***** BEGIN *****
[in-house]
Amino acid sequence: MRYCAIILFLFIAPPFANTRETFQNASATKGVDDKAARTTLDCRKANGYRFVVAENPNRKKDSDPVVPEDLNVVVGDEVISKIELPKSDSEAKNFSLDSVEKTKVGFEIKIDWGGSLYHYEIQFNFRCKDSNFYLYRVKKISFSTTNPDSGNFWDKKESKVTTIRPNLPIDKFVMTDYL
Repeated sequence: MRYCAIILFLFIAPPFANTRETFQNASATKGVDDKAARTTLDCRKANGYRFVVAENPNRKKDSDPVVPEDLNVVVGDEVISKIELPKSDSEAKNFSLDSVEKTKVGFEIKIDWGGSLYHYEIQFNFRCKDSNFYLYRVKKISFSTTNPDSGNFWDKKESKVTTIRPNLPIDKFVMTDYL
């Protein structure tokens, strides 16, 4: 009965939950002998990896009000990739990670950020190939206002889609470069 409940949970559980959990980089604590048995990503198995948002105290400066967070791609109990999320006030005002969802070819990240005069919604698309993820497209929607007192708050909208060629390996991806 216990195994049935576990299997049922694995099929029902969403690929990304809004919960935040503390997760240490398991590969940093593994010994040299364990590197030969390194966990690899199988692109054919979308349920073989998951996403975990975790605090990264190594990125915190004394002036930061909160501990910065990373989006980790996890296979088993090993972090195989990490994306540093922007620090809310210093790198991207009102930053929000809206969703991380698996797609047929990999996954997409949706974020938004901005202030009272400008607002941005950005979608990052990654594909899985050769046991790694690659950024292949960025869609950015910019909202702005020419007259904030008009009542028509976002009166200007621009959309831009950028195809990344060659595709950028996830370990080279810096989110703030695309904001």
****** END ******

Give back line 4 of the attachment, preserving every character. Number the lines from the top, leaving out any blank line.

């Protein structure tokens, strides 16, 4: 009965939950002998990896009000990739990670950020190939206002889609470069 409940949970559980959990980089604590048995990503198995948002105290400066967070791609109990999320006030005002969802070819990240005069919604698309993820497209929607007192708050909208060629390996991806 216990195994049935576990299997049922694995099929029902969403690929990304809004919960935040503390997760240490398991590969940093593994010994040299364990590197030969390194966990690899199988692109054919979308349920073989998951996403975990975790605090990264190594990125915190004394002036930061909160501990910065990373989006980790996890296979088993090993972090195989990490994306540093922007620090809310210093790198991207009102930053929000809206969703991380698996797609047929990999996954997409949706974020938004901005202030009272400008607002941005950005979608990052990654594909899985050769046991790694690659950024292949960025869609950015910019909202702005020419007259904030008009009542028509976002009166200007621009959309831009950028195809990344060659595709950028996830370990080279810096989110703030695309904001």